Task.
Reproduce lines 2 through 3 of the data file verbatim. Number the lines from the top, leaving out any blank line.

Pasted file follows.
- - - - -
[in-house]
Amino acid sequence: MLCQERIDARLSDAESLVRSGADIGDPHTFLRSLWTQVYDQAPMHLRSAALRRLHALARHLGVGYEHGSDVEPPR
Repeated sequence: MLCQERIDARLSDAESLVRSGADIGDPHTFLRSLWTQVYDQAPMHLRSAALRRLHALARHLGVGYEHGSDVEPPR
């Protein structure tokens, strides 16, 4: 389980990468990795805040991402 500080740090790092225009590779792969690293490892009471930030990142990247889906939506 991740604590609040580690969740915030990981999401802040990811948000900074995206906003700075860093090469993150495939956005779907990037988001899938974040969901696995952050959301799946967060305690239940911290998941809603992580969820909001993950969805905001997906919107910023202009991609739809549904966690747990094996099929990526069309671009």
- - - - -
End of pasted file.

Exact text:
Amino acid sequence: MLCQERIDARLSDAESLVRSGADIGDPHTFLRSLWTQVYDQAPMHLRSAALRRLHALARHLGVGYEHGSDVEPPR
Repeated sequence: MLCQERIDARLSDAESLVRSGADIGDPHTFLRSLWTQVYDQAPMHLRSAALRRLHALARHLGVGYEHGSDVEPPR